Clarus Therapeutics, Inc. v. Lipocine Inc.

Filing 22

REPORT AND RECOMMENDATIONS re #7 MOTION to Dismiss filed by Lipocine Inc. Please note that when filing Objections pursuant to Federal Rule of Civil Procedure 72(b)(2), briefing consists solely of the Objections (no longer than ten (10) pages) and the Response to the Objections (no longer than ten (10) pages). No further briefing shall be permitted with respect to objections without leave of the Court. Objections to R&R due by 7/14/2016. Signed by Judge Mary Pat Thynge on 6/27/16. (cak)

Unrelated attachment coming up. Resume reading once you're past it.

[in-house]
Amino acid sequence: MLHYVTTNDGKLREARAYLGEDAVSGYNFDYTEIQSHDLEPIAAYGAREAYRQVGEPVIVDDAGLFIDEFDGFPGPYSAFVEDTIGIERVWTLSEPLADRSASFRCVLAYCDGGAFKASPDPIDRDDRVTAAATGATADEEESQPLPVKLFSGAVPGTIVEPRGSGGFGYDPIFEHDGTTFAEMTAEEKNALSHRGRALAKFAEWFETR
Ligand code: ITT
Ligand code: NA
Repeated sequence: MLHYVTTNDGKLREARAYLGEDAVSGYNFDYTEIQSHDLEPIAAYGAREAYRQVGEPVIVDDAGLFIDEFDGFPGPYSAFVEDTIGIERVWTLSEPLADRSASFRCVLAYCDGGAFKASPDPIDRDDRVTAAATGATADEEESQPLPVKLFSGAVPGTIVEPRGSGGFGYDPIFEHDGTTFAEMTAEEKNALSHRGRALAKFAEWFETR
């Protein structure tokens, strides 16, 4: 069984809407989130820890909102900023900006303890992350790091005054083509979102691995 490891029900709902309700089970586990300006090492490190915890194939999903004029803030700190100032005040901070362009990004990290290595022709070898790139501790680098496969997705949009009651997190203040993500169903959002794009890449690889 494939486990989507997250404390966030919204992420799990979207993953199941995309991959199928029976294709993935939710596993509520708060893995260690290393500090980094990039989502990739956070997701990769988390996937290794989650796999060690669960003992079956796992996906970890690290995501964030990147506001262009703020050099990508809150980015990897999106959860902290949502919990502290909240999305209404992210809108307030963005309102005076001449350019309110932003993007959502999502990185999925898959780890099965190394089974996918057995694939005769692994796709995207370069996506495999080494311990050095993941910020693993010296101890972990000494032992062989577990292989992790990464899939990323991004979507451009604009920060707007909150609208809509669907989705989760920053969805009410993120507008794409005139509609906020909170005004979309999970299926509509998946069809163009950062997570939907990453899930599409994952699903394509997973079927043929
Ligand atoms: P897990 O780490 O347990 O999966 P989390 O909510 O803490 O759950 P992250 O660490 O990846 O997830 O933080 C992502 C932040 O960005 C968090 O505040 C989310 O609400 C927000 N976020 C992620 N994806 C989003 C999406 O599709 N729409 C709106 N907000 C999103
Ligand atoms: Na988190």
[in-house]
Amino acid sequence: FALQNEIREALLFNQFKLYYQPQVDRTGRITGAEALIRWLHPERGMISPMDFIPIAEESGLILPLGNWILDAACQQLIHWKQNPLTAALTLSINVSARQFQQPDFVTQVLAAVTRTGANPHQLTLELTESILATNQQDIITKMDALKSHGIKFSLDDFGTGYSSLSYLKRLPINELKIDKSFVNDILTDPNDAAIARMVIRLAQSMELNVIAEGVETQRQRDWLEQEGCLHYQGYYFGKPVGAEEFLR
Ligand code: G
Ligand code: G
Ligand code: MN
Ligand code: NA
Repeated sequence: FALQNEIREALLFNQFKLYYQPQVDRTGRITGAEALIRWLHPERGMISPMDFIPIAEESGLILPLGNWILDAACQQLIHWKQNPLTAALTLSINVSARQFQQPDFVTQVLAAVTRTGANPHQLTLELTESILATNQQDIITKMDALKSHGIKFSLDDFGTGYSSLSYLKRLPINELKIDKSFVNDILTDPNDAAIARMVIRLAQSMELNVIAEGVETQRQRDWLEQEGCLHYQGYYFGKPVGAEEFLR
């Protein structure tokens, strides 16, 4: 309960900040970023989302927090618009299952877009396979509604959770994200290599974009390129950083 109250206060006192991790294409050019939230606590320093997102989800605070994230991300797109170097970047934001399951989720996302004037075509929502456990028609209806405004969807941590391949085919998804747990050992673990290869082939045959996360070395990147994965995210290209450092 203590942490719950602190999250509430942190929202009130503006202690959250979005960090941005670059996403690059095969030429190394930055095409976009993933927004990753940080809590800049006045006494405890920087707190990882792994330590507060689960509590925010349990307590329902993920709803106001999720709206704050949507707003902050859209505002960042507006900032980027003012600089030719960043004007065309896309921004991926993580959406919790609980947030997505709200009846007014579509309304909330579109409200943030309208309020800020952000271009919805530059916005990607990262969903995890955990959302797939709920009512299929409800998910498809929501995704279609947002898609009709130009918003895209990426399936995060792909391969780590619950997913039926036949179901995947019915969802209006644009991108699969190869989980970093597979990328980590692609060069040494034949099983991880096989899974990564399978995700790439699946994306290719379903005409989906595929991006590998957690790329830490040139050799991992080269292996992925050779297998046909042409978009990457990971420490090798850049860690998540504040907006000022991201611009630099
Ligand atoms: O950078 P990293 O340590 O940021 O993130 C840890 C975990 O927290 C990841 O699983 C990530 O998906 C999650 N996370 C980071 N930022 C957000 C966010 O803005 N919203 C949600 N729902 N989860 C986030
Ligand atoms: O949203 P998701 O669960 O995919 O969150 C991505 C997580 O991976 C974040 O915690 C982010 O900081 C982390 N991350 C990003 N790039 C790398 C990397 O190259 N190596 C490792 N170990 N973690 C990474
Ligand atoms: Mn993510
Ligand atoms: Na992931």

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IN THE UNITED STATES DISTRICT COURT FOR THE DISTRICT OF DELAWARE CLARUS THERAPEUTICS, INC., Plaintiff, v. LIPOCINE INC., Defendant ) ) ) ) ) ) ) ) ) ) C.A. No. 15-1004-RGA-MPT REPORT AND RECOMMENDATION I. INTRODUCTION On November 2, 2015, Clarus Therapeutics, Inc. (“plaintiff”) filed this action against Lipocine Inc. (“defendant”), alleging infringement of U.S. Patent No. 8,828,428 (“the ‘428 patent”) arising from defendant’s filing of a New Drug Application (“NDA”) with the United States Food and Drug Administration (“FDA”). Plaintiff seeks declaratory judgment of defendant’s willful and deliberate infringement of the ‘428 patent. Pending before the court is defendant’s motion to dismiss for lack of subject matter jurisdiction under FED. R. CIV. P. 12(b)(1) on the basis of no actual controversy and lack of ripeness. This Report and Recommendation addresses whether there is an actual case or controversy within the meaning of the Declaratory Judgment Act, 28 U.S.C. § 2201(a). For the reasons stated below, it is recommended that the defendant’s motion be denied. II. BACKGROUND A. Parties Plaintiff is a company organized and existing under the laws of the State of Delaware, with its principal place of business in Northbrook, Illinois.1 Defendant is a company organized and existing under the laws of the State of Delaware, with a principal place of business in Salt Lake City, Utah.2 B. Patent-in-suit Plaintiff asserts it currently holds and has held all rights to the patent-in-suit by assignment from inventors Robert E. Dudley and Panayiotis P. Constantinides since the issuance of the ‘428 patent from the United States Patent and Trademark Office (“USPTO”) on September 9, 2014.3 The ‘428 patent expires on April 14, 2026.4 The ‘428 patent, entitled “Pharmaceutical Delivery Systems for Hydrophobic Drugs and Compositions Comprising Same” claims: an oral formulation comprising a testosterone ester (e.g., testosterone undecanoate), a lipophilic surfactant (i.e., a mono- or di-glyceride of a fatty acid), a hydrophilic surfactant, (i.e., Cremophor RH40 (polyoxyl 40 hydrogenated castor oil)) and optional cosolvents (i.e., about 200 to about 10,000 g/mol average molecular weight polyethylene glycol) that is free of ethanol.5 Defendant has several patent applications pending, including U.S. Patent Application No. 14/713,692 (“the ‘692 patent application”).6 In support of this patent 1 D.I. 1 at 1. Id. at 2. 3 D.I. 14 at 1; D.I. 1, Ex. A. 4 D.I. 1 at 7. 5 D.I. 14 at 1-2. 6 D.I. 8 at 3. 2 2 application, defendant filed a Suggestion of Interference related to plaintiff’s ‘428 patent on May 15, 2015.7 The USPTO accepted the Suggestion of Interference on December 4, 2015.8 A Declaration of Interference was consequently issued between the ‘428 patent and the ‘692 patent application, in which defendant is the senior party.9 The Interference concerns claims 1-4 of the ‘428 patent and claims 21 and 22 of the ‘692 patent application.10 The Patent Trial and Appeal Board (“PTAB”) will determine the priority of the patent claims and questions of patentability for the patent-in-suit “that could result in the cancellation of claims in the patent-in-suit.”11 Oral arguments for the first “motions phase” of the Interference will commence on September 9, 2016 and the Interference will likely conclude in the latter part of 2017.12 C. NDA Procedural Framework and Relevant NDAs Drug companies must submit an NDA with the FDA prior to releasing and selling a new drug.13 The FDA has 60 days after the application is submitted to conduct a preliminary review to determine whether the NDA is sufficiently complete to allow for a substantive review.14 If the FDA finds the application acceptable, it decides whether the NDA needs standard or accelerated review.15 In accordance with the Prescription Drug User Fee Act (“PDUFA”), the FDA relays its choice of review and acceptance of the 7 Id. Id. 9 Id. at 3-4. 10 D.I. 14 at 8. 11 D.I. 8 at 4 (citing 35 U.S.C. § 135(a)). 12 D.I. 14 at 8. 13 D.I. 8 at 2. 14 Id. 15 Id. 8 3 application in what is commonly referred to as the “74-day letter.”16 Included in this 74day letter is the “PDUFA goal date,” which indicates the date by which the FDA must review, but not necessarily approve, an NDA.17 Plaintiff presently has an NDA before the FDA for its testosterone undecanoate product, RextoroTM (“Rextoro”).18 This NDA was accepted by the FDA on January 3, 2014 and the FDA assigned a PDUFA goal date of November 3, 2014.19 During Rextoro’s FDA review period, both the FDA’s Bone, Reproductive, and Urologic Drug Advisory Committee and Drug Safety and Risk Management Advisory Committee found there was insufficient evidence to prove effectiveness of the drug and the overall benefit/risk profile of the product was not acceptable to support approval.20 Plaintiff’s NDA was pending before the FDA at the time its complaint was filed and has not been approved to date.21 Defendant filed an NDA with the FDA for its oral testosterone undecanoate formula, LPCN 1021 (“LPCN 1021" or “Lipocine’s NDA product”), on August 27, 2015.22 It received a 74-day letter from the FDA on November 12, 2015, which assigned a PDUFA goal date of June 28, 2016.23 At the end of this review period, defendant may be informed as to whether its product has been approved.24 Defendant’s NDA is 16 Id. Id. 18 Id. at 3. 19 Id. 20 Id. D.I. 15, Ex. 9. 21 D.I. 8 at 3. 22 Id. at 2. 23 Id. at 2-3. 24 Id. at 3. 17 4 currently pending and has not yet been approved.25 III. STANDARD OF REVIEW A. Motion to Dismiss for Lack of Subject Matter Jurisdiction under Rule 12(b)(1) When jurisdiction is challenged, the party asserting subject matter jurisdiction has the burden of proving its existence.26 Under Rule 12(b)(1), the court’s jurisdiction may be challenged either facially, that is, based on the legal sufficiency of the claim, or factually, based on the sufficiency of jurisdictional facts.27 Where there is a facial attack on jurisdiction, the court must accept as true the allegations contained in the complaint. Dismissal for a facial challenge to jurisdiction is “proper only when the claim ‘clearly appears to be immaterial and made solely for the purpose of obtaining jurisdiction or . . . is wholly insubstantial and frivolous.’”28 When there is a factual attack, the court is not “confine[d] to the allegations in the . . . complaint, but [may] consider affidavits, depositions and testimony to resolve factual issues bearing on jurisdiction.”29 Under that circumstance, “no presumptive truthfulness attaches to plaintiff’s allegations, and the existence of disputed material facts will not preclude the trial court from evaluating for itself the merits of the jurisdictional claims.”30 25 Id. See Carpet Group Int’l. v. Oriental Rug Importers Ass’n., Inc., 227 F.3d 62, 69 (3d Cir. 2000). 27 Moore’s Federal Practice § 12.30[4] (3d ed. 1997). 28 Kehr Packages, Inc. v. Fidelcor, Inc., 926 F.2d 1406, 1408-09 (3d Cir. 1991) (quoting Bell v. Hood, 327 U.S. 678, 682 (1946)). 29 Gotha v. United States, 115 F.3d 176, 179 (3d Cir. 1997). See also Mortenson v. First Fed. Sav. & Loan Ass’n., 549 F.2d 884, 891-92 (3d Cir. 1977). 30 Carpet Group, 227 F.3d at 69 (quoting Mortenson, 549 F.3d at 891). 26 5 B. Declaratory Judgment Jurisdiction “The Declaratory Judgment Act creates a remedy by which federal courts ‘may declare the rights and other legal relations of any interested party seeking such declaration’ when there is a ‘case of actual controversy.’”31 “A party seeking to base jurisdiction on the Declaratory Judgment Act bears the burden of proving the facts alleged, ‘under all the circumstances, show that there is a substantial controversy, between the parties having adverse legal interests, of sufficient immediacy and reality to warrant the issuance of a declaratory judgment.’”32 Prior to MedImmune, Inc. v. Genentech, Inc., declaratory judgment actions required that there be “both (1) an explicit threat or other action by the patentee, which creates a reasonable apprehension on the part of the declaratory plaintiff that it will face an infringement suit, and (2) present activity which could constitute infringement or concrete steps taken with the intent to conduct such activity.”33 However, “[t]he Supreme Court’s opinion in MedImmune represents a rejection of [the] reasonable apprehension of suit test”34 Jurisdiction over a declaratory judgment action requires: 31 Principal Life Ins. Co. v. Lawrence Rucker 2007 Ins. Trust, 674 F. Supp. 2d 562, 565 (D. Del. 2009) (quoting 28 U.S.C. § 2201). 32 Benitec Austl., Ltd. v. Nucleonics, Inc., 495 F.3d 1340, 1343 (Fed. Cir. 2007) (quoting MedImmune, Inc. v. Genentech, Inc., 127 S.Ct. 764, 771 (2007)). 33 BP Chems. Ltd. v. Union Carbide Corp., 4 F.3d 975, 978 (Fed. Cir. 1993). 34 SanDisk Corp. v. STMicroelectronics, Inc., 480 F.3d 1372, 1380 (Fed. Cir. 2007), “We need not define the outer boundaries of declaratory judgment jurisdiction, which will depend on the application of the principles of declaratory judgment jurisdiction to the facts and circumstances of each case. We hold only that where a patentee asserts rights under a patent based on certain identified ongoing or planned activity of another party, and where that party contends that it has the right to engage in the accused activity without license, an Article III case or controversy will arise and the party need not risk a suit for infringement by engaging in the identified activity before seeking a declaration of its legal rights.” Id. at 1381. 6 the dispute be definite and concrete, touching the legal relations of parties having adverse legal interests; and that it be real and substantial and admit of specific relief through a decree of a conclusive character, as distinguished from an opinion advising what the law would be upon a hypothetical state of facts. Basically, the question in each case is whether the facts alleged, under all the circumstances, show that there is a substantial controversy, between parties having adverse legal interests, of sufficient immediacy and reality to warrant the issuance of a declaratory judgment.35 Evidence of marketing products or services and entering into licensing agreements supports an actual controversy as they are “directed toward making, selling or using subject to an infringement charge or making meaningful preparation for such activities.”36 In addition, “[i]f. . . a party has actually been charged with infringement of the patent, there is, necessarily, a case or controversy adequate to support jurisdiction” at that time.37 The burden is on the party claiming declaratory judgment jurisdiction to establish jurisdiction existed when the action was filed and has since continued.38 Once the initial burden has been met, absent contrary facts, jurisdiction remains.39 C. Ripeness “The conflict between the parties must be ripe for judicial intervention; it cannot be ‘nebulous or contingent,’ but ‘must have taken on a fixed and final shape so that a court can see what legal issues it is deciding, what effect its decision will have on the 35 36 1994). MedImmune, 127 S.Ct. at 771 (internal citation and quotations omitted). Interdigital Tech. Corp. v. OKI Am., Inc., 845 F. Supp. 276, 286 (E.D. Pa. 37 Cardinal Chem. Co. v. Morton Int’l, Inc., 508 U.S. 83, 96 (1993) (emphasis in original). 38 39 Benitec, 495 F.3d at 1344. Cardinal, 508 U.S. at 98. 7 adversaries, and some useful purpose to be achieved in deciding them.’”40 Ripeness is determined by “both the fitness of the issues for judicial decision and the hardship to the parties of withholding court consideration.”41 An issue is fit for judicial review when “further factual development would not ‘significantly advance [a court’s] ability to deal with the legal issues presented.’”42 Withholding court consideration “causes hardship to the plaintiff where the complained-of conduct has an ‘immediate and substantial impact’ on the plaintiff.”43 IV. ANALYSIS A. Declaratory Judgment Jurisdiction To succeed in its motion to dismiss, defendant must show there is a lack of substantial controversy and plaintiff does not have an adverse legal interest of “sufficient immediacy and reality to warrant the issuance of a declaratory judgment.”44 For immediacy, “a party need not have engaged in the actual manufacture or sale of a potentially infringing product to obtain a declaratory judgment of noninfringement[;] there must be a showing of ‘meaningful preparation’ for making or using that product.”45 “A declaratory judgment plaintiff must allege ‘significant, concrete steps 40 Principal Life, 674 F. Supp. 2d at 565 (quoting Public Serv. Comm’n v. Wycoff Co., 344 U.S. 237, 244 (1952)). 41 Abbott Labs. v. Gardner, 387 U.S. 136, 149 (1967). 42 Caraco Pharm. Labs., Ltd. v. Forest Labs., Inc., 527 F.3d 1278, 1295 (Fed. Cir. 2008) (quoting Nat’l Park Hospitality Ass’n v. Dep’t of the Interior, 538 U.S. 803, 812 (2003)). 43 Id. (quoting Gardner v. Toilet Goods Ass’n, 387 U.S. 167, 171 (1967)). 44 MedImmune, Inc. v. Genentech, Inc., 127 S.Ct. 764, 771 (2007) (quoting Maryland Casualty Co. v. Pacific Coal & Oil Co., 312 U.S. 270, 273). See also Interdigital, 845 F. Supp. at 286. 45 Cat Tech LLC v. TubeMaster, Inc., 528 F.3d 871, 881 (Fed. Cir. 2008) (quoting Arrowhead Indus. Water, Inc. v. Ecolochem, Inc., 846 F.2d 731, 736 (Fed. Cir. 1988); 8 to conduct infringing activity.’”46 Defendant not only has a working product, but also has an NDA before the FDA for review.47 Additionally, plaintiff notes defendant’s market research, hiring of new sales and marketing personnel, saving for manufacture of commercial quantities of its product, manufacture of launch supplies, and anticipation of the manufacturing agreements.48 Defendant contends the prerequisite FDA approval for commercialization and entry into the market is uncertain and, if approval is eventually given, commercial launch will not be immediate.49 While this may be accurate, defendant’s conduct is still indicative of meaningful preparation for the making, launch, and use of LPCN 1021 that satisfies the immediacy requirement for declaratory judgment jurisdiction. Reality in patent infringement cases is determined by how “substantially fixed” rather than “fluid and indeterminate” the technology or product in question is at the time declaratory relief is sought.50 Defendant’s NDA product has successfully progressed through clinical trials and currently awaits review and approval of the FDA.51 While citing DuPont Merck Pharm. Co. v. Bristol-Myers Squibb Co., 62 F.3d 1397, 1401 (Fed. Cir. 1995)). See also Sierra Applied Scis., Inc. v. Advanced Energy Indus., Inc., 363 F.3d 1361, 1379 (Fed. Cir. 2004). 46 Organic Seed Growers and Trade Ass’n v. Monsanto Co., 718 F.3d 1350, 1359 (Fed. Cir. 2013) (citing id.) 47 Contra Benitec, 495 F.3d at 1346-1350 (Fed. Cir. 2007) (dismissing declaratory judgment action where party had not yet filed NDA with the FDA for its product) and Sierra, 363 F.3d at 1378-1381 (immediacy not met when no evidence of a built prototype existed). 48 D.I. 14 at 7-8, 15; D.I. 16, Ex. 40 (King Decl.) at ¶ 12-25. See also D.I. 15, Ex. 24; D.I. 16, Ex. 30. 49 D.I. 8 at 8. 50 Cat Tech, 528 F.3d at 882 (citing Sierra, 363 F.3d at 1379). 51 D.I. 15, Ex. 18, Ex. 21, Ex. 25. Contra Teletronics Pacing Sys., Inc. v. Ventritex, Inc., 982 F.2d 1520, 1527 (Fed. Cir. 1992) (dismissal of declaratory judgment action where clinical trials had just begun). 9 plaintiff’s expert, Dr. Susan S. Allen, has argued the FDA could still claim deficiencies in the application, LPCN 1021 can, in all likelihood, be produced without significant change to its composition or design.52 Consequently, defendant’s product is substantially fixed to meet the reality prong for declaratory judgment jurisdiction. Finally, the Declaratory Judgment Act articulates, “the sole requirement for jurisdiction . . . is that the conflict be real and immediate, i.e., that there be a true, actual ‘controversy’. . . .”53 However, “[i]f. . . a party has actually been charged with infringement of the patent, there is, necessarily, a case or controversy adequate to support jurisdiction.”54 Defendant has been charged with patent infringement and both immediacy and reality are satisfied. Therefore, there is a substantial controversy with adequate reality and immediacy to support jurisdiction of the complaint under the Declaratory Judgment Act. Thus, subject matter jurisdiction exists. B. Ripeness Ripeness is determined by “the fitness of the issues for judicial decision and the hardship to the parties of withholding court consideration.”55 The first prong exists when “further factual development would not ‘significantly advance [a court’s] ability to deal with the legal issues presented.’”56 The second prong is satisfied when “the 52 D.I. 16, Ex. 39 (Allen Decl.) at ¶ 27 (citing 21 C.F.R. § 314.110). Cardinal Chem. Co. v. Morton Int’l, Inc., 508 U.S. 83, 96 (1993) (quoting Arrowhead Industrial Water, Inc. v. Ecolochem, Inc., 846 F.2d 731, 734-735 (CA Fed. 1988) (citations omitted)). 54 Id. (emphasis in original). 55 Abbott Labs. v. Gardner, 387 U.S. 136, 149 (1967). 56 Caraco Pharm. Labs., Ltd. v. Forest Labs., Inc., 527 F.3d 1278, 1295 (Fed. Cir. 2008) (quoting Nat’l Park Hospitality Ass’n v. Dep’t of the Interior, 538 U.S. 803, 812 (2003)). 53 10 complained-of conduct has an ‘immediate and substantial impact’ on the plaintiff.”57 Here, the first prong of ripeness is met because factual developments would not significantly advance the court’s ability to deal with the legal issues presented in this case and declaratory judgment would not be based on merely hypothetical facts.58 Defendant argues this prong is not satisfied because its NDA product has not been approved by the FDA and, despite progress in the FDA’s procedural framework for NDAs, there is no guarantee it will be approved.59 However, based on its progress, the apparent finality of the product’s design and composition, and preliminary activities readying for LPCN 1021's launch, there are no additional facts needed to determine whether LPCN 1021 infringes on the ‘824 patent. Defendant further contends the upcoming Interference involving the ‘824 patent proves the issues are not fit for judicial decision because the PTAB will determine issues of patentability and priority. Yet, the PTAB’s decision in the upcoming Interference will not determine the issue of infringement central to plaintiff’s complaint. Due to the lack of further factual development needed and the PTAB’s inability to hear plaintiff’s infringement claim in the forthcoming Interference, the issue is fit for judicial decision. The second prong of ripeness is also met because the complained-of conduct has an immediate and substantial impact on plaintiff.60 Defendant has not been given FDA approval, nor commercialized.61 However, defendant has commenced activities 57 Id. (quoting Gardner v. Toilet Goods Ass’n, 387 U.S. 167, 171 (1967)). Id. See also Principal Life Ins. Co. v. Lawrence Rucker 2007 Ins. Trust, 674 F. Supp. 2d 562 (D. Del. 2009). 59 D.I. 8 at 5-6. 60 Caraco, 527 F.3d at 1295. 61 D.I. 8 at 1, 8. 58 11 connected to the preparation and launch of LPCN 1021 that indicate immediate harm to plaintiff should court consideration be withheld.62 Plaintiff asserts it will be harmed both monetarily and irreparably if the FDA approves defendant’s NDA product because it will be the first to market and capture exclusivity.63 Defendant’s NDA product is potentially infringing on the ‘824 patent and the potential liability will increase upon FDA approval and consequent commercialization. Defendant cites Cedars-Sinai Medical Center v. Watkins to assert the existence of a pending Interference disproves the immediate harm necessary for ripeness.64 Defendant claims the Interference proves further factual development is needed and immediate harm is lacking because the future Interference could render the action moot.65 However, the court in Minnesota Mining stated: “[i]t surely would serve a ‘useful purpose’ for [plaintiff and defendant] to have a court decide whether [the product] infringes a patent. . . . Moreover, a resolution of that question will ‘afford relief from the uncertainty, insecurity, and controversy’ which the conflict between the parties has engendered. Failure to do so may cause significant harm to [plaintiff].”66 Further, the court in Minnesota Mining determined the possibility of mootness due to an Interference is an inappropriate reason to decline to find ripeness and declaratory judgment jurisdiction.67 Defendant additionally contends the FDA’s approval is uncertain, and such 62 D.I. 15, Ex. 12, Ex. 19; D.I. 16, Ex. 40 (King Decl.) at ¶ 12-25. D.I. 14 at 17-18. 64 D.I. 8 at 6. See also Cedars-Sinai Center v. Watkins, 11 F.3d 1573, 1581 (Fed. Cir. 1993). 65 Id. at 4, 8. 66 Minnesota Min. and Mfg. Co. v. Norton Co., 929 F.2d 670, 674 (Fed. Cir. 1991). 67 Id. at 676-677. 63 12 approval does not necessarily result in a commercial launch - much less an immediate one.68 Though the FDA’s approval is a prerequisite to commercialization and entry into the market, defendant has meaningfully prepared for the making and selling of LPCN 1021.69 Such meaningful preparation supports the finding of immediacy necessary for ripeness.70 Thus, the issue of patent infringement in this case is both fit for judicial decision and withholding court consideration would inflict hardship on plaintiff. C. Safe Harbor Provision of Patent Act Under the Safe Harbor Provision of the Patent Act, competitors are immunized from infringement when making, using, offering to sell, or selling a “patented invention . . . solely for uses reasonably related to the development and submission of information under a Federal law which regulates the manufacture, use, or sale of drugs or veterinary biological products.”71 The intent behind this provision was to allow competitors to begin regulatory approval processes during development, including postsubmission activities related to the continued approval of the NDA or ANDA and to maintain the ability to market the drug.72 While defendant has not yet received FDA approval and has not conducted any actions that deviate from those reasonably related to the development of its product, defendant does not currently hold a patent for its 68 D.I. 8 at 8. D.I. 14 at 7-8, 15; D.I. 16, Ex. 40 (King Decl.) at ¶ 12-25. See also Cat Tech LLC v. TubeMaster, Inc., 528 F.3d 871, 881 (Fed. Cir. 2008); Interdigital Tech. Corp. v. OKI Am., Inc., 845 F. Supp. 276, 284-286 (E.D. Pa. 1994) 70 Id. 71 35 U.S.C.A. § 271(e)(1) (emphasis added). 72 See Telectronics Pacing Sys., Inc. v. Ventritex, Inc., 982 F.2d 1520, 1524-1525 (Fed. Cir. 1992). 69 13 invention.73 Defendant instead has a patent application - the ‘692 patent application.74 Therefore, the Safe Harbor Provision does not apply to defendant and the ‘692 patent application. D. Discretion in Exercising Jurisdiction in the Alternative Abuse of a court’s discretion to exercise jurisdiction is found when (1) it is clearly unreasonable, arbitrary, or fanciful, (2) it is based on an erroneous conclusion of law, (3) the court’s findings are clearly erroneous, or (4) the record contains no evidence upon which the court rationally can base its decision.75 Defendant proposes the court, in its discretion, decline to exercise jurisdiction over the declaratory judgment action.76 Defendant maintains declining to exercise jurisdiction over this action would be in the interest of the judicial economy.77 Although defendant further claims the pending Interference is relevant when deciding whether to exercise jurisdiction, this Interference does not provide grounds for the court to dismiss this action. The Interference proceeding will not determine the issue of infringement but only the issues of priority and patentability.78 In Minnesota Mining, the court found dismissing a declaratory judgment action based on a pending Interference when said Interference would not decide (or would even moot) the infringement issues raised in the action is an abuse of 73 D.I. 8 at 3. Id. 75 Minnesota Min., 929 F.2d at 673 (citing Western Elec. Co. v. Piezo Technology Inc., 860 F.2d 428, 430-431 (Fed. Cir. 1988); Heat & Control, Inc. v. Hester Indus., Inc., 785 F.2d 1017, 1022 (Fed. Cir. 1986)). 76 Id. at 10. 77 Id. 78 See Id. at 674. 74 14 discretion.79 Here, the court will not dismiss this declaratory judgment action because it has found subject matter jurisdiction exists, the Interference will not decide the infringement issues raised by plaintiff, and it is in the interest of justice for it to proceed. V. ORDER AND RECOMMENDED DISPOSITION Consistent with the findings herein, it is recommended that plaintiff’s motion to dismiss defendant’s counterclaim for lack of subject matter jurisdiction under FED. R. CIV. P. 12(b)(1) (D.I. 7) be denied. Pursuant to 28 U.S.C. § 636(b)(1)(A) and (B), FED. R. CIV. P. 72(b) and D. DEL. LR 72.1, any objections to the Report and Recommendation shall be filed within fourteen (14) days limited to ten (10) pages after being served with the same. Any response is limited to ten (10) pages. The parties are directed to the court’s Standing Order in Non-Pro Se matters for Objections Filed under FED. R. CIV. P. 72 dated October 9, 2013, a copy of which is available on the court’s website, Date: June 23, 2016 79 /s/ Mary Pat Thynge Chief United States Magistrate Judge Id. at 674-675. 15